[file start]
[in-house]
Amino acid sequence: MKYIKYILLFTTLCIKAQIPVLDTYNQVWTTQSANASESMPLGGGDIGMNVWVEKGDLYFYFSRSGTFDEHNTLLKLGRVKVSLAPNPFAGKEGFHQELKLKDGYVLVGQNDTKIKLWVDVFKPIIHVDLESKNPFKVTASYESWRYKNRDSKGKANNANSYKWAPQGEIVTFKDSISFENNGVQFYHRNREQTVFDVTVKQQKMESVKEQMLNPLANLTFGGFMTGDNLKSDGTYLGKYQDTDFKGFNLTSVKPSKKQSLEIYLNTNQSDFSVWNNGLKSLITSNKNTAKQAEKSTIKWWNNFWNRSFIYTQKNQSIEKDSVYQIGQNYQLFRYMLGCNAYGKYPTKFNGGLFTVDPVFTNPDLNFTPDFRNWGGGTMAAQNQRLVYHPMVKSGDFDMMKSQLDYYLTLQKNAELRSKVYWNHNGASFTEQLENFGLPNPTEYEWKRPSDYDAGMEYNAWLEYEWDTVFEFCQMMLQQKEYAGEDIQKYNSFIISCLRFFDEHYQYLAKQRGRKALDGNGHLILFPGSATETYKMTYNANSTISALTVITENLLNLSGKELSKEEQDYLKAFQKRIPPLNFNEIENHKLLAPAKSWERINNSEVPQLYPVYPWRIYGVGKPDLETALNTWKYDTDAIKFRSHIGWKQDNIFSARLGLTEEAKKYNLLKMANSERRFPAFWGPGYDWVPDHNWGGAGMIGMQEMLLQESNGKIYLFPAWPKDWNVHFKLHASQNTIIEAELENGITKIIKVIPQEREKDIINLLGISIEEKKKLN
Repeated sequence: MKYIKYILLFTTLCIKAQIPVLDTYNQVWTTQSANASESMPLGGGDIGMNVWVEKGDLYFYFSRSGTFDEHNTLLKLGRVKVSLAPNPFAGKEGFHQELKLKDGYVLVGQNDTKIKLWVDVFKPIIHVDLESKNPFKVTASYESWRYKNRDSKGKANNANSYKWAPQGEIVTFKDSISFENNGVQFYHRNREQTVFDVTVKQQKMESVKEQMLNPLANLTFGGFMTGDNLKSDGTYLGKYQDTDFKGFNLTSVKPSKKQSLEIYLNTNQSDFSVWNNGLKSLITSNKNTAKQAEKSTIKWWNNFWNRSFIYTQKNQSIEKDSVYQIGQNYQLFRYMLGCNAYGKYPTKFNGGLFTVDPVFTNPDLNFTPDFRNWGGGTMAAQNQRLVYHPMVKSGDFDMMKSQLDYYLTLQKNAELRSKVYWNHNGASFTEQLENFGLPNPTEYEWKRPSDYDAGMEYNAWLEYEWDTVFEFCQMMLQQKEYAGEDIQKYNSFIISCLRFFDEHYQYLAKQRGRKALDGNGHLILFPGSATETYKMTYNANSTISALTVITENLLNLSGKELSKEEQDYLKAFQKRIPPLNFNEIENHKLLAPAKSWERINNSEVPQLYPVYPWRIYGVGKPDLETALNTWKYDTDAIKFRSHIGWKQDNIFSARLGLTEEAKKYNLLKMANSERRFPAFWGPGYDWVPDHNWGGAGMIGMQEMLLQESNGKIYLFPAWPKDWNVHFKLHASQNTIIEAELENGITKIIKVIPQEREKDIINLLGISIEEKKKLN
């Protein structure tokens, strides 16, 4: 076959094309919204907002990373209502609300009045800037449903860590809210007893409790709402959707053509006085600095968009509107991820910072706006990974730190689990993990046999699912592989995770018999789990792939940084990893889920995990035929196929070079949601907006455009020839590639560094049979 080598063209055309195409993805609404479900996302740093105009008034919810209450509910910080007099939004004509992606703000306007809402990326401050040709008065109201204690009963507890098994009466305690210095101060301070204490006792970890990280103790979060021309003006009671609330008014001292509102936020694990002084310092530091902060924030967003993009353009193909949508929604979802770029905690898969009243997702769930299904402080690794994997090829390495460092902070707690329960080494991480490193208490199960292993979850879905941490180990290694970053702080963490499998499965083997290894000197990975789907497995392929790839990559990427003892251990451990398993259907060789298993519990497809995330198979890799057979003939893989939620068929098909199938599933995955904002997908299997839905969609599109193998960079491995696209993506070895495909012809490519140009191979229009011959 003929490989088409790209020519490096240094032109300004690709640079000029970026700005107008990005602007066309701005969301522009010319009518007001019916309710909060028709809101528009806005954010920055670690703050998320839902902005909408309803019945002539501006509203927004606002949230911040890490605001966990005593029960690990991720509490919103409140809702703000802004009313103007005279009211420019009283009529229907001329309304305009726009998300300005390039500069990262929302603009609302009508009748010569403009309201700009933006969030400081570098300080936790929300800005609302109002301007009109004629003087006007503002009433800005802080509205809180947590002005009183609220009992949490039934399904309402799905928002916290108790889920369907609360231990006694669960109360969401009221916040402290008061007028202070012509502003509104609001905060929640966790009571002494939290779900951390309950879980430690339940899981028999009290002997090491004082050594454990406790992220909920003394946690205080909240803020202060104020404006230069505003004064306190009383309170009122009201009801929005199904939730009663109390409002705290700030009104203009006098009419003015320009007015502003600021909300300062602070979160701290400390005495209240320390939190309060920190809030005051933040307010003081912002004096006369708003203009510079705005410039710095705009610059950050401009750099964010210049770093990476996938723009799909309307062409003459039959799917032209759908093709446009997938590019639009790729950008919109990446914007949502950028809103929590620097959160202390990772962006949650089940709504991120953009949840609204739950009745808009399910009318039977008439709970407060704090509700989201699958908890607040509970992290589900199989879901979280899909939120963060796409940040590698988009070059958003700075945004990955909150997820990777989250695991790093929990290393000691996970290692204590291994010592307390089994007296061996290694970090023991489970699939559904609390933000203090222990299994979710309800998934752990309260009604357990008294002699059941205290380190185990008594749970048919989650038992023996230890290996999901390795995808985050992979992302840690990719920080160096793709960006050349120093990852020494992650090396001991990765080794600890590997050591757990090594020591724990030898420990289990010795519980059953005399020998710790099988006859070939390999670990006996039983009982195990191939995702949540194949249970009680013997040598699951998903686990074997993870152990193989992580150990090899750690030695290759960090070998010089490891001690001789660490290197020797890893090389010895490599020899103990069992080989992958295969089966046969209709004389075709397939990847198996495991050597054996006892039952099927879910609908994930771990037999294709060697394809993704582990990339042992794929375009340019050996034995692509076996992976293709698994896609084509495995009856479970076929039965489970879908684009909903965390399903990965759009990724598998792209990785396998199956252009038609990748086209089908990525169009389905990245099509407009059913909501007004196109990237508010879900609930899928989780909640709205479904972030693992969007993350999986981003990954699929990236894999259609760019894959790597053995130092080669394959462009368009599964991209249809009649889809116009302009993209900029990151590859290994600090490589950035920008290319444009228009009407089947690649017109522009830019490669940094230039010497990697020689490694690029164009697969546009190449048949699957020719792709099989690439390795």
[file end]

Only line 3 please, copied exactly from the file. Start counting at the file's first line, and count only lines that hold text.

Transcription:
Repeated sequence: MKYIKYILLFTTLCIKAQIPVLDTYNQVWTTQSANASESMPLGGGDIGMNVWVEKGDLYFYFSRSGTFDEHNTLLKLGRVKVSLAPNPFAGKEGFHQELKLKDGYVLVGQNDTKIKLWVDVFKPIIHVDLESKNPFKVTASYESWRYKNRDSKGKANNANSYKWAPQGEIVTFKDSISFENNGVQFYHRNREQTVFDVTVKQQKMESVKEQMLNPLANLTFGGFMTGDNLKSDGTYLGKYQDTDFKGFNLTSVKPSKKQSLEIYLNTNQSDFSVWNNGLKSLITSNKNTAKQAEKSTIKWWNNFWNRSFIYTQKNQSIEKDSVYQIGQNYQLFRYMLGCNAYGKYPTKFNGGLFTVDPVFTNPDLNFTPDFRNWGGGTMAAQNQRLVYHPMVKSGDFDMMKSQLDYYLTLQKNAELRSKVYWNHNGASFTEQLENFGLPNPTEYEWKRPSDYDAGMEYNAWLEYEWDTVFEFCQMMLQQKEYAGEDIQKYNSFIISCLRFFDEHYQYLAKQRGRKALDGNGHLILFPGSATETYKMTYNANSTISALTVITENLLNLSGKELSKEEQDYLKAFQKRIPPLNFNEIENHKLLAPAKSWERINNSEVPQLYPVYPWRIYGVGKPDLETALNTWKYDTDAIKFRSHIGWKQDNIFSARLGLTEEAKKYNLLKMANSERRFPAFWGPGYDWVPDHNWGGAGMIGMQEMLLQESNGKIYLFPAWPKDWNVHFKLHASQNTIIEAELENGITKIIKVIPQEREKDIINLLGISIEEKKKLN